Elvis Presley’s Former Pilot to Present at Museum Speaker Series

Ron Strauss, a former pilot for American music icon Elvis Presley, will be presenting about his career and his years piloting Elvis’ private Convair jet as part of the EAA Aviation Museum Aviation Adventure Speaker Series on Thursday, June 20, at 7 p.m.

Ron, EAA 298961, began his career as a pilot in 1969 after
working on C-141s during the Vietnam War as a flight engineer. He was initially
hired by an airline to fly the Convair 990, but also flew the Convair 880
during jobs with a few different airlines in the early 1970s. In 1975, Ron was
hired to fly Elvis’ personal Convair 880, Lisa
which he used to tour the world for two years before his death in

“I had a lot of
Convair 880, 880M, and 990 time, and between the two pilots and the flight
engineer, we had just about 80 years of experience flying different equipment,”
Ron said. “I knew the broker [that sold Elvis the airplane]. I got hired with
Elvis, I never did interview with him, I interviewed with his father, Vernon
Presley. Basically through the broker is how I got the job, plus I had a lot of
Convair time.”

In his two years
flying for Elvis, Ron said the King of Rock and Roll treated him and the other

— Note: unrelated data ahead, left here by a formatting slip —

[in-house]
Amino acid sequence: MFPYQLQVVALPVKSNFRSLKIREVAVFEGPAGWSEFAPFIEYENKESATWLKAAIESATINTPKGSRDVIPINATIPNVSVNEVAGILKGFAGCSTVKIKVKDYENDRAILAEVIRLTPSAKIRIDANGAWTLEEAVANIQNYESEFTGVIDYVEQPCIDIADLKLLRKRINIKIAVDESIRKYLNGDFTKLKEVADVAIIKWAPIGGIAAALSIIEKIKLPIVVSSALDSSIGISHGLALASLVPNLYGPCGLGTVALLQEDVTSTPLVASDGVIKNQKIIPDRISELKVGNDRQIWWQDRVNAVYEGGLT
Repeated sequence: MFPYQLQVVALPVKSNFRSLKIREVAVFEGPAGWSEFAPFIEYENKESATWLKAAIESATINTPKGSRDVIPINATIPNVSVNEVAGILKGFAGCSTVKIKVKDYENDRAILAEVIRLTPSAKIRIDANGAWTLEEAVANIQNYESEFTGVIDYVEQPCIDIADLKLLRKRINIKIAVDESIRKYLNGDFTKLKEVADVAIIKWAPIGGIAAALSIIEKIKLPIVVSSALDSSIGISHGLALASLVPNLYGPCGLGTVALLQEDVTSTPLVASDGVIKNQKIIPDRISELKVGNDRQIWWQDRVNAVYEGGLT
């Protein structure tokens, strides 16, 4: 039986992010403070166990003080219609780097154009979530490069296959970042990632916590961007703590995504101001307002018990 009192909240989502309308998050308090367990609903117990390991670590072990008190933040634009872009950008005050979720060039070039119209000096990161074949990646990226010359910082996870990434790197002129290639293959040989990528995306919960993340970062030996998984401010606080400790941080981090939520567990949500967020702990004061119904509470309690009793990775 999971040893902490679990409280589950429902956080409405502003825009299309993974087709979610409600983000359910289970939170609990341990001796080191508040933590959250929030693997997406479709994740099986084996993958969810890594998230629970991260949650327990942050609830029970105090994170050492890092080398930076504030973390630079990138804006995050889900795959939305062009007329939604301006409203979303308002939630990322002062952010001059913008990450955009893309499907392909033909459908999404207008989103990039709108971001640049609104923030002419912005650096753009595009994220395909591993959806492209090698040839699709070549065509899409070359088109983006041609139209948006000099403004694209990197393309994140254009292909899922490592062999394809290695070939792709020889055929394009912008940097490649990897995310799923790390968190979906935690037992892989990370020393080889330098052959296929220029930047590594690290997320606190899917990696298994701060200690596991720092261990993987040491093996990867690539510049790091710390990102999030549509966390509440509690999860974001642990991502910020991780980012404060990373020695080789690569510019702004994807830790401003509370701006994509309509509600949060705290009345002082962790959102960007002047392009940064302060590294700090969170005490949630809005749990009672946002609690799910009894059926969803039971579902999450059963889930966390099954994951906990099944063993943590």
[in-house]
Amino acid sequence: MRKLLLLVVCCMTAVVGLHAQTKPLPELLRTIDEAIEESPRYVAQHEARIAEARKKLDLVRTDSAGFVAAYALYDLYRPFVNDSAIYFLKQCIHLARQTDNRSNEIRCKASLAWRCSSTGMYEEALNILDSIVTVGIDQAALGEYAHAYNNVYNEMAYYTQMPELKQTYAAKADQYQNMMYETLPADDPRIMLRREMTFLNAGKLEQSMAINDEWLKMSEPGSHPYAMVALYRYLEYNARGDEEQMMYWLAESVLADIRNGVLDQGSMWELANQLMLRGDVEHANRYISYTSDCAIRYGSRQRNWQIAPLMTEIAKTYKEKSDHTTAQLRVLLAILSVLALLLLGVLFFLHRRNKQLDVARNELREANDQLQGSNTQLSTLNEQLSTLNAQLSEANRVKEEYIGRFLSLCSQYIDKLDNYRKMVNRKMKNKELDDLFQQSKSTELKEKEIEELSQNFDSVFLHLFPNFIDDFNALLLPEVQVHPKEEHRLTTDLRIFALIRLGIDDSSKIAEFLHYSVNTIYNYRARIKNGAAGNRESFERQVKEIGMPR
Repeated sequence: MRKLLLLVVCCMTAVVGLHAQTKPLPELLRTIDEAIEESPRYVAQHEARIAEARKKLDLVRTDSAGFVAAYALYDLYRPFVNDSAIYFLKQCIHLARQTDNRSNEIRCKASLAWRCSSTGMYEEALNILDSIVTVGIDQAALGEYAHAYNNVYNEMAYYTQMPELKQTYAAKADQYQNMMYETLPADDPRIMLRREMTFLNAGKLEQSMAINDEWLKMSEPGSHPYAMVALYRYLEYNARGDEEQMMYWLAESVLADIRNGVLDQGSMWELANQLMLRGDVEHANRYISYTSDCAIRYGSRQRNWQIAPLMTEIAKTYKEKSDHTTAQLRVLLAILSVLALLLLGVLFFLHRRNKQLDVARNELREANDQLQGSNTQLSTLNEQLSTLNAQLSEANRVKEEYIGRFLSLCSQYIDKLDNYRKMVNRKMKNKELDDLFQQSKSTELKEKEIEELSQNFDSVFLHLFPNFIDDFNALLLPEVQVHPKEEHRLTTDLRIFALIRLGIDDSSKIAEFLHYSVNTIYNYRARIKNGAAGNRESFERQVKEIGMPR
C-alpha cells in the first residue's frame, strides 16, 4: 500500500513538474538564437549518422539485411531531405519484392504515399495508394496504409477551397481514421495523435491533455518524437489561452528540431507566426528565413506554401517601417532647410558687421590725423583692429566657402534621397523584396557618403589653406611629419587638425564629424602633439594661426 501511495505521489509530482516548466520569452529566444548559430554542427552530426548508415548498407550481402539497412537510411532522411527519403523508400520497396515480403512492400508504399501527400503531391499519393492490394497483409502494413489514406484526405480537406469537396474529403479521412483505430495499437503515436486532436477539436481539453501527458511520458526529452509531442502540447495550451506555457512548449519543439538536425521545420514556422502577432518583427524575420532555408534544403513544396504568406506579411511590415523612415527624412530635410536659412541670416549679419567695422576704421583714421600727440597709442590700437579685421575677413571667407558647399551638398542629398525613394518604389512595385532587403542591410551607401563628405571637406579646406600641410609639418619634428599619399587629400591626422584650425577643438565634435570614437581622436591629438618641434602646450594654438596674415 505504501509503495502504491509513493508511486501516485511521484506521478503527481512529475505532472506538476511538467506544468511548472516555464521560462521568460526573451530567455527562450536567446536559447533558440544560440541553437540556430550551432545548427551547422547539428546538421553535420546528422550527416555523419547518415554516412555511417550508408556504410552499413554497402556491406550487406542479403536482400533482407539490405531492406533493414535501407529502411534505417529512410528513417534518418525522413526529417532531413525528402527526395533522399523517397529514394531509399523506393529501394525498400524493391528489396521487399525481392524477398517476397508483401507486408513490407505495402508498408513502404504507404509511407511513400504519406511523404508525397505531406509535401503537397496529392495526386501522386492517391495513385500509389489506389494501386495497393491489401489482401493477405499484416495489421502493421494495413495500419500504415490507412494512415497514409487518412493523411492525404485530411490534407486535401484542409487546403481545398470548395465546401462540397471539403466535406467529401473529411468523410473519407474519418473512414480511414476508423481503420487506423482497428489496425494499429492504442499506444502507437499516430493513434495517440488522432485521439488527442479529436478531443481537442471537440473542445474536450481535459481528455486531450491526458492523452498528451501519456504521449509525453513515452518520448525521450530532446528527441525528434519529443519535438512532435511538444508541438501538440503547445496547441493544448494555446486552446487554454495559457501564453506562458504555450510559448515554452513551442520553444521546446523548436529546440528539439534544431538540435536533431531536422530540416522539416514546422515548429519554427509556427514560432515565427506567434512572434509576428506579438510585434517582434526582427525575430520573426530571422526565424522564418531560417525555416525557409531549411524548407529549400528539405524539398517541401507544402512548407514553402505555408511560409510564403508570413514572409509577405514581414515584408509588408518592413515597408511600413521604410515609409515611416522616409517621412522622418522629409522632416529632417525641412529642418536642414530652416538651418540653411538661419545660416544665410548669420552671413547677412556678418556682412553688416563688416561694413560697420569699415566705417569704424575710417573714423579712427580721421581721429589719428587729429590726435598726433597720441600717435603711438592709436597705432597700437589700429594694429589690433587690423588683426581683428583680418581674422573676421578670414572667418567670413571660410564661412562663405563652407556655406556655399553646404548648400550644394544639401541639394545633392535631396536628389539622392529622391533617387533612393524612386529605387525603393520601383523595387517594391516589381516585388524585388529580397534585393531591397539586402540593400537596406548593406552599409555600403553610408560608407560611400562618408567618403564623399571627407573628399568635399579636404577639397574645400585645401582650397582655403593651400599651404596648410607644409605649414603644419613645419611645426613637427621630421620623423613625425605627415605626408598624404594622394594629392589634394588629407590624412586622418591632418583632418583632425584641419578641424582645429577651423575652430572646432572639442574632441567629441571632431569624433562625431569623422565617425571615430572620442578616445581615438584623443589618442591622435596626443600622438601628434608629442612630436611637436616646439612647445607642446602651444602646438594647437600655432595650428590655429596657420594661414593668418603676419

pilots and crew very well, paid them well, and often gave out gifts.

“It was great,
fantastic. He treated us very well financially,” Ron said. “He would come to
the cockpit every time he’d come on the airplane. He’d give us a lot of
different items. … He gave me a gold necklace, jackets, and other items.”

One instance in
which Elvis showed his appreciation for his pilots came on a trip to Hawaii in
which Ron tried to bring his wife along, but there wasn’t room on the plane. When
Elvis found out about it over the Pacific Ocean, he told Ron to buy his wife a
first-class ticket and fly her out as soon as possible.

That in mind, being
Elvis’ personal pilot was a demanding job and Ron was on call around the clock
for two years.

“We got hired as a
crew and basically that’s all we did — we were on call 24 hours a day, 7 days a
week. What he really bought the airplane for, among other reasons, was he was
going back on tour in 1975. We would go for two weeks, sometimes we’d stop and
do a show every night, sometimes we’d stay a couple days, it varied. Then he
would take two weeks off. During that two weeks off, it was his vacation, but
we were working. We were always on call, that’s the way it was and we knew that
going in.”

While Ron did get to know Elvis in his time working for him, he wasn’t fully aware that Elvis’ health had deteriorated as much as it did by the end of his life, and his death in 1977 came as a shock.

“We were leaving that night to go to Portland, Maine, I think. I was at the mansion and his father was not in very good health — in fact, a lot of times when we would go on a trip, Elvis would take him and the nurse would come along,” Ron said. “I was at his house using one of his go-karts as that was something he allowed us to do and I saw Elvis’ father entering the mansion and he didn’t look well. I decided I should go home and get some sleep before we left that night. When I got home my daughter was crying ‘Elvis died, Elvis died!’ and I said ‘No, that was his father.’ It was a big surprise for me [to learn Elvis had died].”

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